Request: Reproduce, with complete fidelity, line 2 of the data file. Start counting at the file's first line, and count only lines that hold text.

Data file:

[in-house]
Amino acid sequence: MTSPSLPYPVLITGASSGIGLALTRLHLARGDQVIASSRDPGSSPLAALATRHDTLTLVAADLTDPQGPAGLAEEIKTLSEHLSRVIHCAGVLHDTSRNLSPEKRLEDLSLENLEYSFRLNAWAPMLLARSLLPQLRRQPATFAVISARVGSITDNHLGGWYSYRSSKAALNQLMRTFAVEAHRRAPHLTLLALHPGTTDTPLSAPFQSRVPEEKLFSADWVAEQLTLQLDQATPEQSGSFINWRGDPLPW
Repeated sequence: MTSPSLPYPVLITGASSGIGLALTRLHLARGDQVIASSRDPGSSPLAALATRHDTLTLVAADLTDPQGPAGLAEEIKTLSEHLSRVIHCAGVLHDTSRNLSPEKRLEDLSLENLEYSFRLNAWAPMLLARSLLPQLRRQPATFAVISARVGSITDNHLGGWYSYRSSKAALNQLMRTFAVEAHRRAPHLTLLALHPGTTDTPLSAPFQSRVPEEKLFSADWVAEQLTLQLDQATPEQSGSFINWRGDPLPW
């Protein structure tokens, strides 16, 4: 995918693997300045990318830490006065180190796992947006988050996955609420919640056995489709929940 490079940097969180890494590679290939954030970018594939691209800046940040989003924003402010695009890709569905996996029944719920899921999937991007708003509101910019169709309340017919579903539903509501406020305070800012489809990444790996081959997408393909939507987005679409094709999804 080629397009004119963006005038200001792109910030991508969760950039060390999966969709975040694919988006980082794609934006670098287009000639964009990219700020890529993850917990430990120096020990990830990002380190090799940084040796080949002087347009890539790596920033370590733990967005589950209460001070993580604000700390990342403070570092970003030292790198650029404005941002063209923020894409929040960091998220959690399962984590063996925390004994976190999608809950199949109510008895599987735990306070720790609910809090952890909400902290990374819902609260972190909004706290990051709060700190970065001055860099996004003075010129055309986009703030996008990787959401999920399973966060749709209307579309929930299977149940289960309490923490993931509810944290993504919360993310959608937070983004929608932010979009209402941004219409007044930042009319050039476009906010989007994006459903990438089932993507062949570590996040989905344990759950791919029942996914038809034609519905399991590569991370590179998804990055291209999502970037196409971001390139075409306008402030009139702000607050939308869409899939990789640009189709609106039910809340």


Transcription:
Amino acid sequence: MTSPSLPYPVLITGASSGIGLALTRLHLARGDQVIASSRDPGSSPLAALATRHDTLTLVAADLTDPQGPAGLAEEIKTLSEHLSRVIHCAGVLHDTSRNLSPEKRLEDLSLENLEYSFRLNAWAPMLLARSLLPQLRRQPATFAVISARVGSITDNHLGGWYSYRSSKAALNQLMRTFAVEAHRRAPHLTLLALHPGTTDTPLSAPFQSRVPEEKLFSADWVAEQLTLQLDQATPEQSGSFINWRGDPLPW